2017 Dagger in the Library Shortlist


The British Crime Writers’ Association has announced its shortlist for the 2017 Dagger in the Library Award. This Award celebrates “a body of work by a crime writer that users of libraries particularly admire.”

CWA Dagger in the Library Shortlist
Andrew Taylor

C.J. Sansom
James Oswald
Kate Ellis
Mari Hannah
Tana French

The winner of this year’s Dagger in the Library award will be announced as part of the Bodies from the Library event at London’s British Library on Saturday, June 17.

Previous recipients of the Dagger in the Library include Christopher Fowler, Sharon Bolton, Stephen Booth, Belinda Bauer, Mo Hayder, Peter Robinson, Stuart MacBride, Craig Russel, Alexander McCall Smith, and of course last year’s winner, Elly Griffiths.

My weekly Tuesday Night Book Group has been reading books by the previous winners this Spring. It's been great fun.

HT: The Rap Sheet via The Gumshoe Site

Friday, May 5, 2017

KENTUCKY DERBY MYSTERIES / KENTUCKY DERBY CRIME FICTION

The 143nd Kentucky Derby takes place Saturday. To celebrate, I've dusted off last year's list of Kentucky Derby mysteries and added a few more titles. You'll want to read some horse-racing mysteries to get in the mood and enjoy the day --  or watch the movie The Kentucky Derby (1922). It's full of grit and crime. Have a piece of Derby Pie (recipes on DyingforChocolate.com), filled with chocolate, bourbon and nuts. Or make some Mint Julep Truffles or Kentucky Derby Bourbon Truffles. Planning on attending the Kentucky Derby this year? Don't forget your hat: "Crowning Glory: The Art of Kentucky Derby Hats"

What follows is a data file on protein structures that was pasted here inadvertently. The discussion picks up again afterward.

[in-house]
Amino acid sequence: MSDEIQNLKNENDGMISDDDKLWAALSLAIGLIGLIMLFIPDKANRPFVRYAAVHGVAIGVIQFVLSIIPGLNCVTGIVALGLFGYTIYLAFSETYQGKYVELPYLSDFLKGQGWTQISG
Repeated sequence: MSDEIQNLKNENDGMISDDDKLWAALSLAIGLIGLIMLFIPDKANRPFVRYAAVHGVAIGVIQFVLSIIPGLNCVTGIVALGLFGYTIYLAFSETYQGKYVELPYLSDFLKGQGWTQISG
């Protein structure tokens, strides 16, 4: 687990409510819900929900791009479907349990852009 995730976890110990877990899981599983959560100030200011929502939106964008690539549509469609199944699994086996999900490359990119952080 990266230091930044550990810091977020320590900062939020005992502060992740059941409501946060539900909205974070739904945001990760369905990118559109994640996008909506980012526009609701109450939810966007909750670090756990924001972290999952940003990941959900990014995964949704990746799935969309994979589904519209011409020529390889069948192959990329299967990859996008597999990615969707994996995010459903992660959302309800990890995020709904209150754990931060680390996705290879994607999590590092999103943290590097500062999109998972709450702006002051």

Kentucky Derby Mysteries
King of the Roses by V.S. Anderson
The Silver Falcon by Evelyn Anthony
Triple Crown by Jon Breen
Death in Lilac Time by Frances Crane  
Triple Cross by Kit Ehrman
Intercept by Mary Jane Forbes
Triple Crown by Felix Francis
Silent Partner by Karen Jones
Snip by Doc Macomber
Murder at the Kentucky Derby by Charles Parmer
Dark Horse by Bill Shoemaker (Triple Crown)
The Accurst Tower by John Winslow

Kentucky Derby Short Stories
"The Gift" by Dick Francis is set at the Kentucky Derby. It is in the collection Field of Thirteen. "The Gift" first appeared as "A Day of Wine and Roses" in Sports Illustrated, 1973.
Derby Rotten Scoundrels: A Silver Dagger Anthology, edited by Jeffrey Marks
Low Down and Derby, a collection of fast paced mystery stories set around the Kentucky Derby, by fifteen authors from the Ohio River Valley Chapter of Sisters in Crime, edited by Abigail Jones.
Murder at the Races, a collection of Short Stories including "A Derby Horse", edited by Peter Haining.

Children's Mysteries
The Mystery at the Kentucky Derby by Carole Marsh

Non-Fiction